Halloween is almost here, which means more Halloween related, wrestling pop culture content. And while the wrestling horror movie sub-genre is still a work in progress, you can still get your Halloween/wrestling fix by watching these 10 wrestling episodes from TV shows that deal with the supernatural. And the best part is, most of these shows are either streaming on Netflix or Hulu.
Title: The X-Files
Bio: Bert Zupanic is a down on his luck, washed-up wrestler who pays his way to the top of Argyle Promotions. His bribery lands him in the main event against Rob Van Dam cosplaying as Westley from The Princess Bride.
Signature Move: Twin magic.
With a week into its revival on Fox, I figured it was as good a time as any to look at that one wrestling-themed episode of The X-Files that Rob Van Dam made a cameo in.
The Royal Rumble is upon us once again to help make Roman Reigns look even stronger. Last year, I took a look at the best #1 and #2 entrants. This year, I decided to showcase the top ten final four competitors. Because as fun as the Rumble is, everyone knows the best part is when it’s down to the last four wrestlers.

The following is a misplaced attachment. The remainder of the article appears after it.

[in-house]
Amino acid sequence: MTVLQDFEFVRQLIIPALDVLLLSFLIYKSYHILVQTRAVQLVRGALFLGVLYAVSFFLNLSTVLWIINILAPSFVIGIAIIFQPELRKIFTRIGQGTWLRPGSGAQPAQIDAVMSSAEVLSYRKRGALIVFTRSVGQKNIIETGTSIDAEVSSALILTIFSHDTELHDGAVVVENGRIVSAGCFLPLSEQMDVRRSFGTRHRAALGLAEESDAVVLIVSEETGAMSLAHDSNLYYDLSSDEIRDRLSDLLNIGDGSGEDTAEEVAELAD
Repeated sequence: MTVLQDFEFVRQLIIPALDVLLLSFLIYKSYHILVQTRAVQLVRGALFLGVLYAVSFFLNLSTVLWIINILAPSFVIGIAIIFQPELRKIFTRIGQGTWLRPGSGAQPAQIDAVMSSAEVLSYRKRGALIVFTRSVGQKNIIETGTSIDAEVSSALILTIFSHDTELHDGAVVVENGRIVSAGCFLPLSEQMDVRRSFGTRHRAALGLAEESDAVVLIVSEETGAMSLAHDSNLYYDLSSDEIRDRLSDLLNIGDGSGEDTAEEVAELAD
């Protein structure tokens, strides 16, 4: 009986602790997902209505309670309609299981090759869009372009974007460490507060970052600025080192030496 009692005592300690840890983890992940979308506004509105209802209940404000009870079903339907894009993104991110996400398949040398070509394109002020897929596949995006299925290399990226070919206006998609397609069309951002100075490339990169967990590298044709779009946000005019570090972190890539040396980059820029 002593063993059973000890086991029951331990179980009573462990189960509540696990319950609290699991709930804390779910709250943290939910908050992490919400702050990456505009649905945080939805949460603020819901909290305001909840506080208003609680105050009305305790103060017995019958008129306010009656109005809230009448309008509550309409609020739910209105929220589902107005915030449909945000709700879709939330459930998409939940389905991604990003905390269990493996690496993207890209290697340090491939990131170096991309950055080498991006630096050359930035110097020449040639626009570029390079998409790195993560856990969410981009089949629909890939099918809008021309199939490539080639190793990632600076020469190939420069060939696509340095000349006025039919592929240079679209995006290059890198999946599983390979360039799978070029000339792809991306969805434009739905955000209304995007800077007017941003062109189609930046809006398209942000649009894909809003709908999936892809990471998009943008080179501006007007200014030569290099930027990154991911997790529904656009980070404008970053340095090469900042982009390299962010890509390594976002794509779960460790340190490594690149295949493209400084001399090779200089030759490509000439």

Peter Engel, famed TV producer who brought us Saved by the Bell and California Dreams decided he needed to extend beyond suburbia and reach these keeds living in the big city. Basically, AC Slater and Lisa Turtle weren’t “urban” enough so out came City Guys in 1997. City Guys was a more diverse Saved by the Bell set in the concrete jungle of New York City. This particular episode came out in 1999 during the height of the Attitude Era and features ECW’s Rob Van Dam.
With the 66th Primetime Emmy Awards airing tonight, it’s only fitting that I take a look at the ten best wrestling-themed sitcom episodes in TV history. As in situational comedy. No one-hour dramas or animated shows. None of which feature Hulk Hogan surprisingly enough.
With Brock Lesnar having dominated John Cena at SummerSlam 2014 in a way nobody has ever done, and in a championship match no less, it’s only fitting The Art of Gimmickry explores the bad ass character. It’s safe to say that the idea or gimmick came about during the late 90’s, specifically around the Attitude Era. But not because of guys like “Stone Cold” Steve Austin, who was more of an anti-hero than a one-man wrecking machine. What really helped inform the creation of the bad ass gimmick was the rise of the UFC.